On Monday, June 6, 2016, the law firm Cravath, Swain & Moore announced the first increase in starting salaries for associates in its law firm since 2007. Raising salaries for attorneys just graduating from law school from $160,000 to $180,000, and increasing salaries all along the associate chain by $20,000 to $35,000 per year, the firm set off a firestorm in the legal community.
Recognizing that not all “big law” firms play in the lofty realm of Cravath, but nonetheless feeling the pressure to increase salaries on a scale commensurate with Cravath in order to be able to recruit “the best and the brightest,” a significant number of law firms that had never paid Cravath-level salaries also raised associates salaries, many by between $20,000 and $30,000 per class year. By the end of June, more than 100 firms had matched the “Cravath Scale”. In many cases, these firms applied the salary increase across the board, including in a wide range of cities that had historically paid less than New York.
As market forces continue to dictate salary increases, one can only anticipate that more large law firms will answer the clarion call. And, as if market pressure and associate expectations are not enough, the widely read law blog Above the Law has taken to publishing a “law firm shaming list” intended to encourage remaining firms in the vaunted AmLaw 200 to raise salaries commensurate with the Cravath Scale.
The reality is that the majority of these firms cannot afford these raises without making significant offsetting adjustments to their business plans. These adjustments could include reducing non-lawyer staff or other expenses, laying off associates with lower utilization rates than their counterparts, raising the billable hour expectations for their associates, and calculating various means to surreptitiously raise rates charged to clients in an effort to increase revenue. In fact, Above The Law reported on July 1 that a number of these options were specifically discussed (or, perhaps more accurately, threatened) during a town hall meeting held by Morgan Lewis involving the firm’s associates and facilitated by Steven Brown, a member of the firm’s management committee. Even the in the firms with the highest profits per partner, the firms that can conceivably “afford” increasing associate compensation, steps are being taken to shift the cost of this additional compensation away from partner pockets. After all, since there is no way to monetize the value of a partnership interest as partners retire or leave to pursue other opportunities, the name of the game in the big law business is for partners to maximize income each and every year they work at their respective firms. Gratuitously “giving money away” to associates flies in the face of this axiom.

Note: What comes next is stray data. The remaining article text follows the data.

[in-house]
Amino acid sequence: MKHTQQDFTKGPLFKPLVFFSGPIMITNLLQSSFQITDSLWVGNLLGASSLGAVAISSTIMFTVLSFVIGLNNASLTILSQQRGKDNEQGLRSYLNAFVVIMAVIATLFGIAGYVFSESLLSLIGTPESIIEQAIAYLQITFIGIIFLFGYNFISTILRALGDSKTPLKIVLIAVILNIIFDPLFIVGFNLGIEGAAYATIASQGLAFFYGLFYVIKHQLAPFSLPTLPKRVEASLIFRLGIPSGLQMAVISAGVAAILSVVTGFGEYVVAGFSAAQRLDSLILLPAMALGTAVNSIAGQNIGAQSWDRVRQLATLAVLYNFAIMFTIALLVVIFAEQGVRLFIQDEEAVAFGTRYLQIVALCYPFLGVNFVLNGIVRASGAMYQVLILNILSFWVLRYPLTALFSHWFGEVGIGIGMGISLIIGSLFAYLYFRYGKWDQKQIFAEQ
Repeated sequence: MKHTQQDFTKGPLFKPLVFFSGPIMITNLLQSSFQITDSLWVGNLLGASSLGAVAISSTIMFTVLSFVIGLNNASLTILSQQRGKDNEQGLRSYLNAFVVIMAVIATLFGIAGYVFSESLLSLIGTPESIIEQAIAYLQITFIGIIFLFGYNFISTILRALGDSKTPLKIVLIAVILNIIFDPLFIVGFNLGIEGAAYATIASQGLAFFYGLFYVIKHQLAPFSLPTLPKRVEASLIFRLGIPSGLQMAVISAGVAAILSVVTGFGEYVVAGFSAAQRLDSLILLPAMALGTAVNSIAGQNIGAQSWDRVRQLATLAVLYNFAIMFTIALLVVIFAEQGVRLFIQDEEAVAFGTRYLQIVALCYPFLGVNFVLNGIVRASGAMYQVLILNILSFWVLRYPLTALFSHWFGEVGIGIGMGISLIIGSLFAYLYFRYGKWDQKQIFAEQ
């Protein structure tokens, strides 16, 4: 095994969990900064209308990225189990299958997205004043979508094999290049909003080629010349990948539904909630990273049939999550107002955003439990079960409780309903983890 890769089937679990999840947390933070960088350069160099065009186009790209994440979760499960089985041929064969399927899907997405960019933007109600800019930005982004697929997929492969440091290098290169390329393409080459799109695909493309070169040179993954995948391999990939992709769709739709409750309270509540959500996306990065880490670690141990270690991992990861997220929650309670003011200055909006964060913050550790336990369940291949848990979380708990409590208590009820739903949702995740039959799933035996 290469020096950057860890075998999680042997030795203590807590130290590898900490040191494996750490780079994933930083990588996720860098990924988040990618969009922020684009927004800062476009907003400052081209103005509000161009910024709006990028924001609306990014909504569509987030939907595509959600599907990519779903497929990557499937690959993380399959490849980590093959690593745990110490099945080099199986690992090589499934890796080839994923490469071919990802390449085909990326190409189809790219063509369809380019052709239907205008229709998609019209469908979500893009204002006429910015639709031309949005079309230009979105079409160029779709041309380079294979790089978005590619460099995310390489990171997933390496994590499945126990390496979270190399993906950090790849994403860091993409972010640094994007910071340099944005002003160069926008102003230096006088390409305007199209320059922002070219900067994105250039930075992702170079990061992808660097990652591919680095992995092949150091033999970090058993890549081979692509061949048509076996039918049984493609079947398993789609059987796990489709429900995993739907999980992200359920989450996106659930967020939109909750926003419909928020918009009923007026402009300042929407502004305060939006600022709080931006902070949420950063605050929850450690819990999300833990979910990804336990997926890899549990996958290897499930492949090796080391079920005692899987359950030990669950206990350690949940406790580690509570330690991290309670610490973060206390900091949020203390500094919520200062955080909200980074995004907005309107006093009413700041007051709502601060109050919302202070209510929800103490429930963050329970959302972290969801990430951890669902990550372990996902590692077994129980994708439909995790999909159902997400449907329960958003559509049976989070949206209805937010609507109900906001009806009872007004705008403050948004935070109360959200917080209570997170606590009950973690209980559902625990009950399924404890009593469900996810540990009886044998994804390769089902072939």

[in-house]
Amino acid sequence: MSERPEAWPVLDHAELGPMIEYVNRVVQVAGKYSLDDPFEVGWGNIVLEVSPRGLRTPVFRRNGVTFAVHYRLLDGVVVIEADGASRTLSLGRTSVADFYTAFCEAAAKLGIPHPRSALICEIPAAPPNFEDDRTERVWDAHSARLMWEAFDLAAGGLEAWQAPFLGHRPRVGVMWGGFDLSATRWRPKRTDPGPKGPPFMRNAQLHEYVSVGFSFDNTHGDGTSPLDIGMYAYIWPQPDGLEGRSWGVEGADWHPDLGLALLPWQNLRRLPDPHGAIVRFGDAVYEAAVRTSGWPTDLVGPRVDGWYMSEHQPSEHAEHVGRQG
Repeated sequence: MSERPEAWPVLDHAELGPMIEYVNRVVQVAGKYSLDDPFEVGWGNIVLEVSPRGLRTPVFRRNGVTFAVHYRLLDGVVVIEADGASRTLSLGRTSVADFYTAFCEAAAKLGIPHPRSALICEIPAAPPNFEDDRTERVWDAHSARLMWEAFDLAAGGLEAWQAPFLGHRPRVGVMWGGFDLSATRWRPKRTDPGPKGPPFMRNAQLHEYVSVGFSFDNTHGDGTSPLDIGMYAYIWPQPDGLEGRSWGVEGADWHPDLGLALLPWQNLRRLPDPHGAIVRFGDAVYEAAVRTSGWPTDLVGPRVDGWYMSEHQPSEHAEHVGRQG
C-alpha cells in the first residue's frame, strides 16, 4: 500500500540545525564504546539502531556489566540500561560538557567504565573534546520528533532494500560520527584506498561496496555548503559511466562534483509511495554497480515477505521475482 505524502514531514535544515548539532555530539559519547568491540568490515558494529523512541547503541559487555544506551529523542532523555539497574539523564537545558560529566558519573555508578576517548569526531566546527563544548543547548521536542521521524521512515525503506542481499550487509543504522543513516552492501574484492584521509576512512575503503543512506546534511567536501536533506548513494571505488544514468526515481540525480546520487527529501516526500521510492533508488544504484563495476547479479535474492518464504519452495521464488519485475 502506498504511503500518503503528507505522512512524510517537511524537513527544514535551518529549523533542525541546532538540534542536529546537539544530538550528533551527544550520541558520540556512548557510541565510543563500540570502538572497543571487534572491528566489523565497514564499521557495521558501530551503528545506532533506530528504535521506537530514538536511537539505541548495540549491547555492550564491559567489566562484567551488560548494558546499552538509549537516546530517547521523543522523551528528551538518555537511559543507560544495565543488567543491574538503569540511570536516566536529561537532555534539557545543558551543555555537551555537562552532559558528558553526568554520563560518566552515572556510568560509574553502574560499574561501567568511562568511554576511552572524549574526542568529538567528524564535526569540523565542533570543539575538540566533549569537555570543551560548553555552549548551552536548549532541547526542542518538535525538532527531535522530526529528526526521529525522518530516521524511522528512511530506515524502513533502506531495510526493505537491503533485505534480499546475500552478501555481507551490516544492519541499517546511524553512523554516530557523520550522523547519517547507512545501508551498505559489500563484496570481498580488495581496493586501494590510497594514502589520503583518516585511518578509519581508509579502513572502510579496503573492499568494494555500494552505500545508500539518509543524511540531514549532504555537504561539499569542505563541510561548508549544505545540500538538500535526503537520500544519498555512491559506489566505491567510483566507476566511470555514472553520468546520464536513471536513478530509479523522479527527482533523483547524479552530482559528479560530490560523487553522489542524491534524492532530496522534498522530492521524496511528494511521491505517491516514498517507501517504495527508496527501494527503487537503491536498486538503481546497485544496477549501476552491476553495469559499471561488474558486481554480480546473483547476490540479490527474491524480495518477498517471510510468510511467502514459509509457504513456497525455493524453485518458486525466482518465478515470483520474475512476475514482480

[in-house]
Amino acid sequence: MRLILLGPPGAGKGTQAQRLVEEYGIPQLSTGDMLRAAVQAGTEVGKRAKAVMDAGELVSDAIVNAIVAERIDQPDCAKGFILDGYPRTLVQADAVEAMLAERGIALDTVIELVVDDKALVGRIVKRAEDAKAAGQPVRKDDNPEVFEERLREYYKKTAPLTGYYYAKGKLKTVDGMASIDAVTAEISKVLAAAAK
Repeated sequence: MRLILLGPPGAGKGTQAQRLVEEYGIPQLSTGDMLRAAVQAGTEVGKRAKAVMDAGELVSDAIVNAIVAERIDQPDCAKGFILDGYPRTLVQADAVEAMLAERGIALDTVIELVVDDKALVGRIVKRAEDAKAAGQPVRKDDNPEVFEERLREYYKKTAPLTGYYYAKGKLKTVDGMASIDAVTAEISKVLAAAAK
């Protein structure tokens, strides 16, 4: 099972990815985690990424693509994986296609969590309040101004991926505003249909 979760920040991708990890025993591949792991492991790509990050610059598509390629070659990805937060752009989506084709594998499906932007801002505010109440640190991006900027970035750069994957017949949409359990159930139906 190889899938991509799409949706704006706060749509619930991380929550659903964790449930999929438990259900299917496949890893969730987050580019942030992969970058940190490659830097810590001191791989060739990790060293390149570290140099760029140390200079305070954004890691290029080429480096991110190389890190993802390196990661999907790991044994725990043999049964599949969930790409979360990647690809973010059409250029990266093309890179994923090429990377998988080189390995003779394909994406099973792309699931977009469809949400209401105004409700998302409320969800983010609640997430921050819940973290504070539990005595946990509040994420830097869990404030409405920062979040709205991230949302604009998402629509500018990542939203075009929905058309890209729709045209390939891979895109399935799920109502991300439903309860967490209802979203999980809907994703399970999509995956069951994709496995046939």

I had dinner this week with the general counsel of one of Alexius’s large clients. During the course of our meal, the size and scope of these associate salary increases entered the conversation. My friend and client scoffed at the foolishness of this increase and echoed the comments of many other consumers of legal services – “I don’t know how these firms justify these increases internally, but I do not plan to let them pay for it on my bill.”